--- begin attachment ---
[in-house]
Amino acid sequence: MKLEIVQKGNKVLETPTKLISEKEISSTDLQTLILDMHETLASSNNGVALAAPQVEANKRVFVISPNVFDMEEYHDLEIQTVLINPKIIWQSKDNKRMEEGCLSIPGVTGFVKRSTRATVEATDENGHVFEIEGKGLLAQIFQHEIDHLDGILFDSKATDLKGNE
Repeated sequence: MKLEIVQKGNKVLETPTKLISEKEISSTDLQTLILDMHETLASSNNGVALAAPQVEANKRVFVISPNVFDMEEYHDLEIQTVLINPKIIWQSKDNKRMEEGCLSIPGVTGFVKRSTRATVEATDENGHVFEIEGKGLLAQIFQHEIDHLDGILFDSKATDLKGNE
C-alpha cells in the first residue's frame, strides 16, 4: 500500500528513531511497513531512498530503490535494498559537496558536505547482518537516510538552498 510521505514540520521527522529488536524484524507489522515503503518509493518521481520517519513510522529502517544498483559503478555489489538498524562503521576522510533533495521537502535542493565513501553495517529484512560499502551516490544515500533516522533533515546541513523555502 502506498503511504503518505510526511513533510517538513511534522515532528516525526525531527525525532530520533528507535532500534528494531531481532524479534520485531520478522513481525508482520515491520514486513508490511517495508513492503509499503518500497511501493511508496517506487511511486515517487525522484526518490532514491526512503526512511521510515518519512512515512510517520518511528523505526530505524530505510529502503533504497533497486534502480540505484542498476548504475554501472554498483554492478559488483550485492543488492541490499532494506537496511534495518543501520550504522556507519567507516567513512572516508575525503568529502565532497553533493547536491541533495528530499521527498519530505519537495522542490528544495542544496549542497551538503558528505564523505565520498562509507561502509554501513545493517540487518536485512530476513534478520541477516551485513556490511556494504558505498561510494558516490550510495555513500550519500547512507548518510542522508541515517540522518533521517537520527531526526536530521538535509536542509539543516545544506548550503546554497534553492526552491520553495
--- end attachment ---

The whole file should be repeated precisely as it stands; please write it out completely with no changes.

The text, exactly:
[in-house]
Amino acid sequence: MKLEIVQKGNKVLETPTKLISEKEISSTDLQTLILDMHETLASSNNGVALAAPQVEANKRVFVISPNVFDMEEYHDLEIQTVLINPKIIWQSKDNKRMEEGCLSIPGVTGFVKRSTRATVEATDENGHVFEIEGKGLLAQIFQHEIDHLDGILFDSKATDLKGNE
Repeated sequence: MKLEIVQKGNKVLETPTKLISEKEISSTDLQTLILDMHETLASSNNGVALAAPQVEANKRVFVISPNVFDMEEYHDLEIQTVLINPKIIWQSKDNKRMEEGCLSIPGVTGFVKRSTRATVEATDENGHVFEIEGKGLLAQIFQHEIDHLDGILFDSKATDLKGNE
C-alpha cells in the first residue's frame, strides 16, 4: 500500500528513531511497513531512498530503490535494498559537496558536505547482518537516510538552498 510521505514540520521527522529488536524484524507489522515503503518509493518521481520517519513510522529502517544498483559503478555489489538498524562503521576522510533533495521537502535542493565513501553495517529484512560499502551516490544515500533516522533533515546541513523555502 502506498503511504503518505510526511513533510517538513511534522515532528516525526525531527525525532530520533528507535532500534528494531531481532524479534520485531520478522513481525508482520515491520514486513508490511517495508513492503509499503518500497511501493511508496517506487511511486515517487525522484526518490532514491526512503526512511521510515518519512512515512510517520518511528523505526530505524530505510529502503533504497533497486534502480540505484542498476548504475554501472554498483554492478559488483550485492543488492541490499532494506537496511534495518543501520550504522556507519567507516567513512572516508575525503568529502565532497553533493547536491541533495528530499521527498519530505519537495522542490528544495542544496549542497551538503558528505564523505565520498562509507561502509554501513545493517540487518536485512530476513534478520541477516551485513556490511556494504558505498561510494558516490550510495555513500550519500547512507548518510542522508541515517540522518533521517537520527531526526536530521538535509536542509539543516545544506548550503546554497534553492526552491520553495